A reader's guide to Far From The Madding Crowd

Updated Wednesday, 1st September 2004
The novel that started a long assocation with Wessex for Thomas Hardy has tragedy, heroism - and some swordplay...

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In 1874 Thomas Hardy’s first Wessex novel brought him great success, both here and in America. The title is from Gray’s ‘Elegy in a Country Churchyard’:

‘Far from the madding crowd’s ignoble strife
Their sober wishes never learn’d to stray;
Along the cool, sequester’d vale of life
They kept the noiseless tenor of their way.’

Hardy’s original plan was to focus on a woman farmer, a shepherd and a cavalry sergeant. Bathsheba Everdene is said to be based on Mrs Catherine Hawkins of Waddon, a widow who ran a farm of 525 acres. The author’s impulsive aunt Martha is also thought to have contributed to the heroine’s portrayal. John Brereton Sharpe, Hardy’s favourite uncle, may have been the model for Sergeant Frank Troy. Mrs Hawkins had been assisted by a capable shepherd; in the novel the reliable Gabriel Oak comes to Bathsheba’s aid.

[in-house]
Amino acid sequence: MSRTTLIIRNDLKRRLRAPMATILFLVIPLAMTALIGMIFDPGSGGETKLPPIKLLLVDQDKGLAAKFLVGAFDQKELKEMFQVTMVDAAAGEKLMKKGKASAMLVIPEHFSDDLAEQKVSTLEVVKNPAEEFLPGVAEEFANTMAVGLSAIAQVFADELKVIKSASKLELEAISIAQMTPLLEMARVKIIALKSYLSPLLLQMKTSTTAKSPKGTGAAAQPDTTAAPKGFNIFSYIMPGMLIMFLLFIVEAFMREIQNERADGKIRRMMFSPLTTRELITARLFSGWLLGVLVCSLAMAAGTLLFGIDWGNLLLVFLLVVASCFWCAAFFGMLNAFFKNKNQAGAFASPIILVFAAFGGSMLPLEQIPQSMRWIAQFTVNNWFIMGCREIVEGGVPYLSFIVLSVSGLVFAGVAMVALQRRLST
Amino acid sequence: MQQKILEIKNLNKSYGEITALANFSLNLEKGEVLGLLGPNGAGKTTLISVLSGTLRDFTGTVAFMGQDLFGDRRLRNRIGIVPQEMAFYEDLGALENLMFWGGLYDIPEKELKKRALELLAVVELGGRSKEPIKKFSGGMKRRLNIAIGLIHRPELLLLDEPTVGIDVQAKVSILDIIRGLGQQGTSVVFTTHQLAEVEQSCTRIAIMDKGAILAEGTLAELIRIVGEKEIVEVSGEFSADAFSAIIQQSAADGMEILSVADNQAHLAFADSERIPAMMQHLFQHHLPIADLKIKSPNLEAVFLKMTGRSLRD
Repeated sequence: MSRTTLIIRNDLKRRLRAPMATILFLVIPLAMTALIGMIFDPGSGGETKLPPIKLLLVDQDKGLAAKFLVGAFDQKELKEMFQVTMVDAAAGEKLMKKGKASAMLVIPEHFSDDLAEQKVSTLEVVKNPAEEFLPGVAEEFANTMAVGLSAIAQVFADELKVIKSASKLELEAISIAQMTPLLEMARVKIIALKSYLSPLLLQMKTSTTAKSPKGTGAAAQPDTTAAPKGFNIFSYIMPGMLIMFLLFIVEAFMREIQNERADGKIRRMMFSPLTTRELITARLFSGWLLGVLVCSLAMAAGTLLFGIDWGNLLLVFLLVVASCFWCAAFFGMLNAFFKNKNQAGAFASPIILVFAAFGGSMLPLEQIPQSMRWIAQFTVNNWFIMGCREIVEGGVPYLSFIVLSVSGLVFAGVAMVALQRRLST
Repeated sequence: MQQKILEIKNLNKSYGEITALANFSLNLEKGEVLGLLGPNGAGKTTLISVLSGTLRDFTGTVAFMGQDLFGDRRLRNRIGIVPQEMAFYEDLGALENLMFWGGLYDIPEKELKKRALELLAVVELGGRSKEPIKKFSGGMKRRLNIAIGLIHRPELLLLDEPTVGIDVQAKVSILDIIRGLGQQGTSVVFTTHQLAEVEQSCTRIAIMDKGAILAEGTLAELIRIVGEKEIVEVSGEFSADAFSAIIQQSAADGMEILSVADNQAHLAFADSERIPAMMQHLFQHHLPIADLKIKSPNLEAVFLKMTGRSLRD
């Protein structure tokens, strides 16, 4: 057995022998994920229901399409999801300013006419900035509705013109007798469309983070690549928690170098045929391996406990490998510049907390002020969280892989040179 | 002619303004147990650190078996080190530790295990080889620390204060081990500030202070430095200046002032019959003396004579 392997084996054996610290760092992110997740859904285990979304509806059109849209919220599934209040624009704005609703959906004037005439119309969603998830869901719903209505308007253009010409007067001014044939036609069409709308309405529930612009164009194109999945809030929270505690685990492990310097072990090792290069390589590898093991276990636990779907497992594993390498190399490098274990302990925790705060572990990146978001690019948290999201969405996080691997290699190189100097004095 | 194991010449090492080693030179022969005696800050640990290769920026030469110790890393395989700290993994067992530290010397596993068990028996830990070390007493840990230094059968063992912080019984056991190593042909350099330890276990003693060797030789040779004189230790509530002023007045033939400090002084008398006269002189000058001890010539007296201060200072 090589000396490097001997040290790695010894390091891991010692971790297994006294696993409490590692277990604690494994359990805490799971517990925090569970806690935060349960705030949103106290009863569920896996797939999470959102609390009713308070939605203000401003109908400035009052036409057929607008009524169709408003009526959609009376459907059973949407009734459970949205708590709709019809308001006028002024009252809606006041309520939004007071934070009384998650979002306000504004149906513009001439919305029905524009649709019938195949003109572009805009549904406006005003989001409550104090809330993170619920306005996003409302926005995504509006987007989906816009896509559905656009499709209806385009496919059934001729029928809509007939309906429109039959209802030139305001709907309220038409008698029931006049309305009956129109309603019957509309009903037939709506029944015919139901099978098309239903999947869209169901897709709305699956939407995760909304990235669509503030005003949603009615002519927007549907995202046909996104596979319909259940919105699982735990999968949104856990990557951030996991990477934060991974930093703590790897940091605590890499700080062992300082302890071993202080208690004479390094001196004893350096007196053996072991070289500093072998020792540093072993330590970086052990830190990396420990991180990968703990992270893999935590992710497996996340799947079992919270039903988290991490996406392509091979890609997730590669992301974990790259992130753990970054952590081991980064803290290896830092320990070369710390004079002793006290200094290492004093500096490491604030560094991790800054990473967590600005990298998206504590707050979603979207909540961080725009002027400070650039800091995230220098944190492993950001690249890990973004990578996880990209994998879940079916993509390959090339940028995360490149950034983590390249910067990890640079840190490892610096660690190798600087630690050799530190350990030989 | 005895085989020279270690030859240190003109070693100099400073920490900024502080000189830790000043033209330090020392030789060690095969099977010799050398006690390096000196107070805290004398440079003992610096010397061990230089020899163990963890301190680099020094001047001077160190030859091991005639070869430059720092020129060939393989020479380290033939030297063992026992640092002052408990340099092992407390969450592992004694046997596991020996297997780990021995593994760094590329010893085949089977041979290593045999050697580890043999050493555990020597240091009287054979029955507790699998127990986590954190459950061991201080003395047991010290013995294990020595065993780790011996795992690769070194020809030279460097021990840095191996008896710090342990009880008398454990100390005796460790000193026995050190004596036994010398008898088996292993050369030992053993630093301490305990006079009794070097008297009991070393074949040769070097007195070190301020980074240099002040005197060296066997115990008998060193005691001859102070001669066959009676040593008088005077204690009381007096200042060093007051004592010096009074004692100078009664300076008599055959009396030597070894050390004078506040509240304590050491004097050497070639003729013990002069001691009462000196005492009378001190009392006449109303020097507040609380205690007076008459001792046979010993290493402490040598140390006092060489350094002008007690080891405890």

Dorchester Corn Exchange
Dorchester Corn Exchange, featured in the novel as the place where Bathsheba Everdene sells her produce.

After establishing the main characters, Hardy developed the tragic figure of William Boldwood. He may have done so because he was devastated by the suicide of his friend Horace Moule. Boldwood’s psychological make-up is conveyed, with penetrating analysis of his behaviour and personality.

Hardy was very keen that his novel should be illustrated appropriately. It came out in the ‘Cornhill’ magazine, and he purchased a copy at Plymouth station. Delighted with the pictures, he was astonished to learn that the artist was female.

There are some stunning and memorable scenes, including the suffering of the sheep, the dramatic thunderstorm, and the erotic episode where Troy demonstrates his swordplay…

 

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